This is an optional process in which any silver skin that remains on the beans after hulling is removed in a polishing machine. While polished beans are considered superior to unpolished ones, in reality there is little difference between the two.
Grading & Sorting
Before being exported, the coffee beans will be even more precisely sorted by size and weight. They will also be closely evaluated for color flaws or other imperfections.
Typically, the bean size is represented on a scale of 10 to 20. The number represents the size of a round hole's diameter in terms of 1/64's of an inch. A number 10 bean would be the approximate size of a hole in a diameter of 10/64 of an inch and a number 15 bean, 15/64 of an inch. Beans are sized by being passed through a series of different sized screens. They are also sorted pneumatically by using an air jet to separate heavy from light beans.
Next defective beans are removed. Though this process can be accomplished by sophisticated machines, in many countries, it is done by hand while the beans move along an electronic conveyor belt. Beans of unsatisfactory size, color, or that are otherwise unacceptable, are removed. This might include over-fermented beans, those with insect damage or those that are unhulled. In many countries, this process is done both by machine and hand, insuring that only the finest quality coffee beans are exported.
6. Exporting the Beans
The milled beans, now referred to as 'green coffee,' are ready to be loaded onto ships for transport to the importing country. Green coffee is shipped in jute bags which are loaded into shipping containers and shipped to our United States Company for Roasting and Packaging.
7. Tasting the Coffee
At every stage of its production, coffee is repeatedly tested for quality and taste. This process is referred to as 'cupping' and usually takes place in a room specifically designed to facilitate the process. First, the taster - usually called the cupper - carefully evaluates the beans for their overall visual quality. The beans are then roasted in a small laboratory roaster, immediately ground and infused in boiling water - the temperature of which is carefully controlled. The cupper "noses" the brew to experience its aroma, an integral step in the evaluation of the coffee's quality. After letting the coffee rest for several minutes, the cupper "breaks the crust" by pushing aside the grounds at the top of the cup. Again the coffee is nosed before the tasting begins.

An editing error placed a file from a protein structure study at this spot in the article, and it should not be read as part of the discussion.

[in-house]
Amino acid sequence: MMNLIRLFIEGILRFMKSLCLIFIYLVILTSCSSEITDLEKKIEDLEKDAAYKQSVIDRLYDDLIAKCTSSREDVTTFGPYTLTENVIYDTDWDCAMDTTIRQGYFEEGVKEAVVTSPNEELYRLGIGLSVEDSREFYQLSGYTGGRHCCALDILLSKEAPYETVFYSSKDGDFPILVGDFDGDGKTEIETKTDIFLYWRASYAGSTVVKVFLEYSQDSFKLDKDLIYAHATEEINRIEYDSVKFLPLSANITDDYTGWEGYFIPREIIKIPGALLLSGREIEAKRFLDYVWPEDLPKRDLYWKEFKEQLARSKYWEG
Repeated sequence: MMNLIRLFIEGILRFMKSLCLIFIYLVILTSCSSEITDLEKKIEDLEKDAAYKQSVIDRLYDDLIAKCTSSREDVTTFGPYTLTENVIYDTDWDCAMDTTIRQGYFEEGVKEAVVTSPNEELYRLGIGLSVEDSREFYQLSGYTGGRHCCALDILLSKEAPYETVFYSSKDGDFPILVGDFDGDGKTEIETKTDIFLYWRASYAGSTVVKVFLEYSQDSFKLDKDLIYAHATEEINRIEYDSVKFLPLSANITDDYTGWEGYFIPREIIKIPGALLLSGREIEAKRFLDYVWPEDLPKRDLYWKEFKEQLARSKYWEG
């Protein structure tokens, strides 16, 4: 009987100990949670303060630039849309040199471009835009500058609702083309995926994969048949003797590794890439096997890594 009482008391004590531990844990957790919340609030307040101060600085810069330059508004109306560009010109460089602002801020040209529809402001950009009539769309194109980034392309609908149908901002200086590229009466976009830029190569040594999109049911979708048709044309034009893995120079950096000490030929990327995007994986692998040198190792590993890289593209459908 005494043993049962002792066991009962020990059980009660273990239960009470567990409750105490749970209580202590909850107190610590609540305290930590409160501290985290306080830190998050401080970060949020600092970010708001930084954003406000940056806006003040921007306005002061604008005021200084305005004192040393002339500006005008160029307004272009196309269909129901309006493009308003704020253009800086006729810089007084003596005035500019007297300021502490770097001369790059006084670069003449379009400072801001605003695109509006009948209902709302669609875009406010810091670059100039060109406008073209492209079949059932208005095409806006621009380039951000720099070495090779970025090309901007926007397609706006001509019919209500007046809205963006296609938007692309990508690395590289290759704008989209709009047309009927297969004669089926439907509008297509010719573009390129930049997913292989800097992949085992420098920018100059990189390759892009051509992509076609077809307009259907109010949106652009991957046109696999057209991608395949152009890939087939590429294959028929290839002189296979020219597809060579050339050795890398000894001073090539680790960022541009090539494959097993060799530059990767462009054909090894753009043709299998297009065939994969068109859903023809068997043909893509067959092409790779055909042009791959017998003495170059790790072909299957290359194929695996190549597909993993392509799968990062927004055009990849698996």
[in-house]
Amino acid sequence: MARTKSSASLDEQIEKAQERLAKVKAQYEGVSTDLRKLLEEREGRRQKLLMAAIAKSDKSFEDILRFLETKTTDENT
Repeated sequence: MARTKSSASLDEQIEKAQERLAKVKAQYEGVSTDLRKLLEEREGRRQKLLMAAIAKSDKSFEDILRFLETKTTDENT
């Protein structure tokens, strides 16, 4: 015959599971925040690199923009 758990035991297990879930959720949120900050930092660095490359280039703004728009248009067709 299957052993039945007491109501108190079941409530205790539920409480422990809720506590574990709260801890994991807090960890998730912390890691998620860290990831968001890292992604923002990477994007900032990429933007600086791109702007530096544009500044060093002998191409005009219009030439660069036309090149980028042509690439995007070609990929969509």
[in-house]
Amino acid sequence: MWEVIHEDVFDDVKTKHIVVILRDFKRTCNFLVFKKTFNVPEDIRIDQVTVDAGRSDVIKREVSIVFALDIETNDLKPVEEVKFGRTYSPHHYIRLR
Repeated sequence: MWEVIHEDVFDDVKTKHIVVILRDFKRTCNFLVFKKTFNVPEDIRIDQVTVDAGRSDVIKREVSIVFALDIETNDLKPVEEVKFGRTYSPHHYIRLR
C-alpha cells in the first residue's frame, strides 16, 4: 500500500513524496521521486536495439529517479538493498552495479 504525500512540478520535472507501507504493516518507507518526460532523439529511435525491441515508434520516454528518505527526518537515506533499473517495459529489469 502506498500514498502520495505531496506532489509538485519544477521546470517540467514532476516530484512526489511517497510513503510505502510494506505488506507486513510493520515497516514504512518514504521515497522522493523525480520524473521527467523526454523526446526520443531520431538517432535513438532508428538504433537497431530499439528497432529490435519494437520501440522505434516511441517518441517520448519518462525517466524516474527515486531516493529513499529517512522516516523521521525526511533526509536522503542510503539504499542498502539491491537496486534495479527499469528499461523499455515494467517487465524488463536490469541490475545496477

To taste the coffee, the cupper "slurps" a spoonful with a quick inhalation. The objective is to spray the coffee evenly over the cupper's taste buds, and then "weigh" it before spitting it out. Samples from a variety of batches and different beans are tasted daily. Coffees are not only analyzed this way for their inherent characteristics and flaws, but also for the purpose of blending different beans or determining the proper roast. An expert cupper can taste hundreds of samples of coffee a day and still taste the subtle differences between them.
8. Roasting the Coffee
Roasting transforms green coffee into the aromatic brown beans that we purchase, either whole or already ground, in our favorite stores. Most roasting machines maintain a temperature of about 550 degrees Fahrenheit. The beans are kept moving throughout the entire process to keep them from burning and when they reach an internal temperature of about 400 degrees, they begin to turn brown and the caffeol, or oil, locked inside the beans begins to emerge.
This process, called pyrolysis is at the heart of roasting. It is what produces the flavor and aroma of the coffee we drink. When the beans are removed from the roaster, they are immediately cooled either by air or water. Roasting is generally performed in the importing countries because freshly roasted beans must reach the consumer as quickly as possible.
9. Grinding Coffee
The objective of a proper grind is to get the most flavor in a cup of coffee. How coarse or fine the coffee is ground depends on the method by which the coffee is to be brewed. Generally, the finer the grind the more quickly the coffee should be prepared. That is why coffee ground for use in an espresso machine is much finer than coffee which will be brewed in a drip system.
10. Brewing Coffee
Before you brew your coffee, take a moment to look carefully at the beans. Smell their aroma. Think of the many processes that these beans have gone through since the day they were hand-picked and sorted in their origin country. Consider the long way they have traveled to your kitchen. Prepare your coffee thoughtfully and enjoy it with pleasure. Many people have been instrumental in bringing it to your cup!